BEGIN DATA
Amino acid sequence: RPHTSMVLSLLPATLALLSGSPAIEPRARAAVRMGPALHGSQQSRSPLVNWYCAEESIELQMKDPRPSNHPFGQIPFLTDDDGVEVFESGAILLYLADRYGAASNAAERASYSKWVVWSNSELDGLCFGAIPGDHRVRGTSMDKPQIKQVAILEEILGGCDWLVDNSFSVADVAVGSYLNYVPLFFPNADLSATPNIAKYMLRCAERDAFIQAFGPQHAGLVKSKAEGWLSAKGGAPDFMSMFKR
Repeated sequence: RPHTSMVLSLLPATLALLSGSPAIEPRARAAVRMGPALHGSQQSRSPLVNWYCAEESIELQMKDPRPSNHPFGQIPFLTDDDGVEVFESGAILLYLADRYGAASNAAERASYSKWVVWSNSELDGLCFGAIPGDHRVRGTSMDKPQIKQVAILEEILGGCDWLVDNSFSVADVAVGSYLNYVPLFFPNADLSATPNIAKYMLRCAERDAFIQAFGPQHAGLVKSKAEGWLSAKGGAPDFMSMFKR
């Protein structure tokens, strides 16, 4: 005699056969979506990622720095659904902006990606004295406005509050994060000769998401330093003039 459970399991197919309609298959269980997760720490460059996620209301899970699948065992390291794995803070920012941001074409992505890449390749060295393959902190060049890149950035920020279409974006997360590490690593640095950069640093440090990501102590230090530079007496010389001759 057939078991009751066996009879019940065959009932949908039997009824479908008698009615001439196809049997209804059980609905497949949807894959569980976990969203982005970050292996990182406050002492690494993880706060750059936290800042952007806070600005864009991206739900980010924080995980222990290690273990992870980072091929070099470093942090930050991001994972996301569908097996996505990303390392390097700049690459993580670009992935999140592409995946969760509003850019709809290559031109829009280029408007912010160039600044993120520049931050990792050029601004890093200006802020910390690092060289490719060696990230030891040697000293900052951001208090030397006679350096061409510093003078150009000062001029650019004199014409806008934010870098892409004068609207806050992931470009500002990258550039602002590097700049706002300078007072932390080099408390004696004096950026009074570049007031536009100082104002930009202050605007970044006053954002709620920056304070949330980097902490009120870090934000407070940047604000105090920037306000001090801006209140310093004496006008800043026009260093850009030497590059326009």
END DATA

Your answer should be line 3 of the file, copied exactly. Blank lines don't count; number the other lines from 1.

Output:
């Protein structure tokens, strides 16, 4: 005699056969979506990622720095659904902006990606004295406005509050994060000769998401330093003039 459970399991197919309609298959269980997760720490460059996620209301899970699948065992390291794995803070920012941001074409992505890449390749060295393959902190060049890149950035920020279409974006997360590490690593640095950069640093440090990501102590230090530079007496010389001759 057939078991009751066996009879019940065959009932949908039997009824479908008698009615001439196809049997209804059980609905497949949807894959569980976990969203982005970050292996990182406050002492690494993880706060750059936290800042952007806070600005864009991206739900980010924080995980222990290690273990992870980072091929070099470093942090930050991001994972996301569908097996996505990303390392390097700049690459993580670009992935999140592409995946969760509003850019709809290559031109829009280029408007912010160039600044993120520049931050990792050029601004890093200006802020910390690092060289490719060696990230030891040697000293900052951001208090030397006679350096061409510093003078150009000062001029650019004199014409806008934010870098892409004068609207806050992931470009500002990258550039602002590097700049706002300078007072932390080099408390004696004096950026009074570049007031536009100082104002930009202050605007970044006053954002709620920056304070949330980097902490009120870090934000407070940047604000105090920037306000001090801006209140310093004496006008800043026009260093850009030497590059326009």